(JollofNews) – Looking online for the latest news from the Gambia, we are pleased to hear that National Assembly Members have revoked the 90 day extension of the National Assembly and the state of emergency.
The British Embassy is no longer advising Brits to stay away from the Gambia. President Barrow is reported to have asked Ecowas military forces to remain for a period of six months, but this may be at a much reduced capacity. Ecowas are also to foot the cost of the invasion and the peace keeping force. The media in the Gambia is also reported to be engaging in debate and free speech, although I cannot find any life online as yet from the Daily Observer although I am informed it is still functioning.
Obviously, government business would be maintained by the highly experienced economic army of reliable permanent secretaries and their deputies. In the previous Jammeh’s government, the ministers were merely interchangeable department figureheads. It was always the permanent secretaries that held the greater authority.
The banks are open and the internet is again flourishing as with the local and international phone service. It is good to feel the warmth of freedom opening the curtains from the shabby, dusty, darkness of Jammeh’s 22 years to embrace the welcoming sunlight at last.
Foroyaa have grasped the nettle to great advantage. The information available online has rapidly being fronted by this rather demure and without frills newspaper. I wonder if its slogan should be changed from “educating the people” to something more ground breaking like “The voice of the people”.
The western based online media is full of those who are dancing their intellectual qualities for jobs from the Barrow Government. Others are rather presumptuous, explaining with rather obscure theories of “how Jammeh lost the election”. Yet no one is talking about how Adama Barrow won the election. I find this a very subtle difference. In that Jammeh lost, omitting that Adama Barrow won. I think it was always agreed from this side of the argument that a coalition was to be the “can opener” and the further participation of Mamma Kandeh managed to poll that vital 17 per cent away from the clutches of Mr Jammeh.
The voting trend had been established. So the 362,000 that stayed at home and didn’t vote would in all mathematical probability have given Mr Barrow and Mr Kandeh an even greater majority to what Mr Jammeh had consistently polled in previous elections of around 63 per cent to 71 per cent. As it happened, the combined poll of votes against Mr Jammeh was around 60 per cent. Without the coalition and Mr Kandeh, Mr Jammeh would have won as the opposition vote would have been divided to insignificance.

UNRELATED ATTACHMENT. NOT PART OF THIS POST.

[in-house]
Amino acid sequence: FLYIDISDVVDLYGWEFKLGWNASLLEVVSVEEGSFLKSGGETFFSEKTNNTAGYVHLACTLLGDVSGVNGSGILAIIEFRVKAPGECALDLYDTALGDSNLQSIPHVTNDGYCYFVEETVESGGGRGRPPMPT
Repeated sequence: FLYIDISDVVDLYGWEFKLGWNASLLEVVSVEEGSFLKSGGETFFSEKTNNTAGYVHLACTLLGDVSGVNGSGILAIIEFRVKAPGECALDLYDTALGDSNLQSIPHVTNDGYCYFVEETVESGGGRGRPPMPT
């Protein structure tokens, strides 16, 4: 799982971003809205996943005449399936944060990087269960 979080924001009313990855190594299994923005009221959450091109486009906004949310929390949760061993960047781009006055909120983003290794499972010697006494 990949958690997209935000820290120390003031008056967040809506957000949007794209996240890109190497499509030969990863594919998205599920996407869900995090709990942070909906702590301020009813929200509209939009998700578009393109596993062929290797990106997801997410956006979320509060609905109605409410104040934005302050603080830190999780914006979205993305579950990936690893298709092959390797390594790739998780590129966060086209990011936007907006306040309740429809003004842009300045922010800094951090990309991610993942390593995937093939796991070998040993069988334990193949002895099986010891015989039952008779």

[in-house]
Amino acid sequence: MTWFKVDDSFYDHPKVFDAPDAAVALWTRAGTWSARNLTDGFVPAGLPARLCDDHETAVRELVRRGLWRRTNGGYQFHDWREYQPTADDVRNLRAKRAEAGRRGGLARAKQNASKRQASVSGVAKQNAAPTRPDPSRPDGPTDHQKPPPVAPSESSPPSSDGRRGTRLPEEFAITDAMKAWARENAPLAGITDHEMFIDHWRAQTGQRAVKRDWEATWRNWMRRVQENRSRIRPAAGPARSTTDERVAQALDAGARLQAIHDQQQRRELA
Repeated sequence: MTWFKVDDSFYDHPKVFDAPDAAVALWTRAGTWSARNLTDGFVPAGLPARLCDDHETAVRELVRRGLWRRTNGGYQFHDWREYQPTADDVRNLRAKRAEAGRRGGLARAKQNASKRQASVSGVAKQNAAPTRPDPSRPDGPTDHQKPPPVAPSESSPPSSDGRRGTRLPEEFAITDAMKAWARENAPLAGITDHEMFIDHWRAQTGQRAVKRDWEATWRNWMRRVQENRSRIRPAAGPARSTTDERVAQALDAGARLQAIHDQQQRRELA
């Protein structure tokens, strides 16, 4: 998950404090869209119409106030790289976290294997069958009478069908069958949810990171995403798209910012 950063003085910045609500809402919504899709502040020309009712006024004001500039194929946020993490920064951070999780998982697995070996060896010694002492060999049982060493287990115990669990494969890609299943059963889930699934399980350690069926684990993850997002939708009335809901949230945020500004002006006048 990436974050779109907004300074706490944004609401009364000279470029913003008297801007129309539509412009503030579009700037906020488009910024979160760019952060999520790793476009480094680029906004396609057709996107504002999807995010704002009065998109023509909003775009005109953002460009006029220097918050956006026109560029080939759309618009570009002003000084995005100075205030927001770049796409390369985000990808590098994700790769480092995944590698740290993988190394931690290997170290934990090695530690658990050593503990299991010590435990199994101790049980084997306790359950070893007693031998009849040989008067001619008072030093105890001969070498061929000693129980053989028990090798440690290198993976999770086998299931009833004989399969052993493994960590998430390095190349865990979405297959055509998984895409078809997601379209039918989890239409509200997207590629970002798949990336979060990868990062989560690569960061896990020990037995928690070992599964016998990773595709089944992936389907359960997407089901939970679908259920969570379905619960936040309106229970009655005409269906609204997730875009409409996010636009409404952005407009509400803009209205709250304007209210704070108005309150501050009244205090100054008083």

I think this is another reason why Mr Jammeh was so shocked and gave a knee jerk concession to Mr Barrow and then realising how vulnerable he was to a very uncertain future. Ms Fatoumata Tambajang’s outburst of pursuing a legal accountability against Jammeh appeared to spook him towards his intransigence. Looking at his face through the cabin window as he departed Gambia, we could plainly see how stress distorts a man’s face to make him 20 years older. The brain converts paranoid thoughts into tort facial nerves, visible to the tightness of all face muscles into a permanent shocked expression. So Yahya Jammeh the man, was as mortal as the rest of us. He was scared.
It is therefore uplifting to note just how many of his former foreign diplomats, friends and ministers abandoned him after the election with Madam Vice President being the last. There is a need for many of the draconian media laws to be lifted with a view to encouraging inward investment into a modern television, radio and publishing nation. This will reinvigorate President Barrow’s vision for a free press, accountable only to the people. It will also educate and invigorate public opinion. The rest is down to time and patience.